First-generation college graduate Briseyda Barrientos Ariza ’22 wins top postgraduate award to the University of Cambridge
Briseyda Barrientos Ariza ’22 has been named a Gates Cambridge Scholar, the first TU student to receive this prestigious international scholarship.
She is among just 23 students from the U.S. to receive the full-cost scholarship to study at the University of Cambridge. TU is among four institutions that have produced a Gates Cambridge Scholar for the first time this year.
“To witness one of TU's brightest scholars go on to such a world-renowned institution brings our entire academic community immense pride,” says Interim President Melanie Perreault. “Briseyda is beyond deserving of this prestigious honor, and I hope her success will serve as an inspiration for her fellow Tigers as they pursue their own dreams here at Towson University.”
Gates Cambridge Scholars are selected for outstanding intellectual ability, reasons for their choice of course, a commitment to improving the lives of others and their leadership potential. At the University of Cambridge, Barrientos Ariza will pursue a Master of Philosophy in European, Latin American and comparative literatures and cultures.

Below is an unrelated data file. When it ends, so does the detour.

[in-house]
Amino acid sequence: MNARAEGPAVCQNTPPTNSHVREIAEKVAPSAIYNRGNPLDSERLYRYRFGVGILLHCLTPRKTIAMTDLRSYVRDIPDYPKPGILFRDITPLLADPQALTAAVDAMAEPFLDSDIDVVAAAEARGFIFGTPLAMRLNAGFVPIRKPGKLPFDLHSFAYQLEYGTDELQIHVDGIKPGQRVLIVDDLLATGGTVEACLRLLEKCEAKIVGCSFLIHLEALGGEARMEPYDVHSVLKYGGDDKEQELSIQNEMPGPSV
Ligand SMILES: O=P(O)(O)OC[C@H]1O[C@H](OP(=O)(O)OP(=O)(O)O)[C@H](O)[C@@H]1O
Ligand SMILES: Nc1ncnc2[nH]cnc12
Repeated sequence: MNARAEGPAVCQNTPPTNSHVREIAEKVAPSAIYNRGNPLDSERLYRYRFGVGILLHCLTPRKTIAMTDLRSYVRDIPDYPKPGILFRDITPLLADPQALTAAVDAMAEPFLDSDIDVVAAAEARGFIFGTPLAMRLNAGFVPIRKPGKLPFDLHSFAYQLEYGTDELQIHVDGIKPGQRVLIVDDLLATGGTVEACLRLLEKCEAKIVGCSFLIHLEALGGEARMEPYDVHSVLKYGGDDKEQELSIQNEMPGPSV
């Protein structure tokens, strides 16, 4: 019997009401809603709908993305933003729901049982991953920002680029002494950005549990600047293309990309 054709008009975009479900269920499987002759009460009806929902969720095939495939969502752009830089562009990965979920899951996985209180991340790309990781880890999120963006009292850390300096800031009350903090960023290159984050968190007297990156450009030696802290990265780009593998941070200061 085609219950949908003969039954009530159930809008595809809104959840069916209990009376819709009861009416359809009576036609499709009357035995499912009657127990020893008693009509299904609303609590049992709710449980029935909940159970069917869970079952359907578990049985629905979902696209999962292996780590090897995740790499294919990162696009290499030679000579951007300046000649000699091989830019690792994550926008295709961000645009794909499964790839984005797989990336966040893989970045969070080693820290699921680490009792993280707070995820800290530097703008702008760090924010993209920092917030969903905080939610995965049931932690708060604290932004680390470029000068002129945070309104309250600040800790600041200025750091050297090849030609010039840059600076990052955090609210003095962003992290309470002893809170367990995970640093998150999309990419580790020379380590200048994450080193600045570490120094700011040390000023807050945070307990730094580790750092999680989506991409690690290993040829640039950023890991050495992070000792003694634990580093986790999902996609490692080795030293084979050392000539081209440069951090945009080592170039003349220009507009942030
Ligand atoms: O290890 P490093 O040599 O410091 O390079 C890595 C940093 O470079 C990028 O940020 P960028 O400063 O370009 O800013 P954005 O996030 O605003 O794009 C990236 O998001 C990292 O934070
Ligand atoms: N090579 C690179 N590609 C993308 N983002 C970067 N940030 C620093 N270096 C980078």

Established in 2000 by a donation from the Bill and Melinda Gates Foundation, the Gates Cambridge Scholarship program builds a global network of future leaders committed to improving the lives of others by selecting outstanding scholars and providing them with financial and non-financial support at one of the world’s leading universities.
Barrientos Ariza is a first-generation U.S. citizen and college graduate who majored in English literature and psychology. While at TU, she worked as a resident assistant and Writing Center tutor, founded the Honorables of Color within the TU Honors College and established an annual scholarship. She is a university scholar and summa cum laude graduate of the College of Liberal Arts.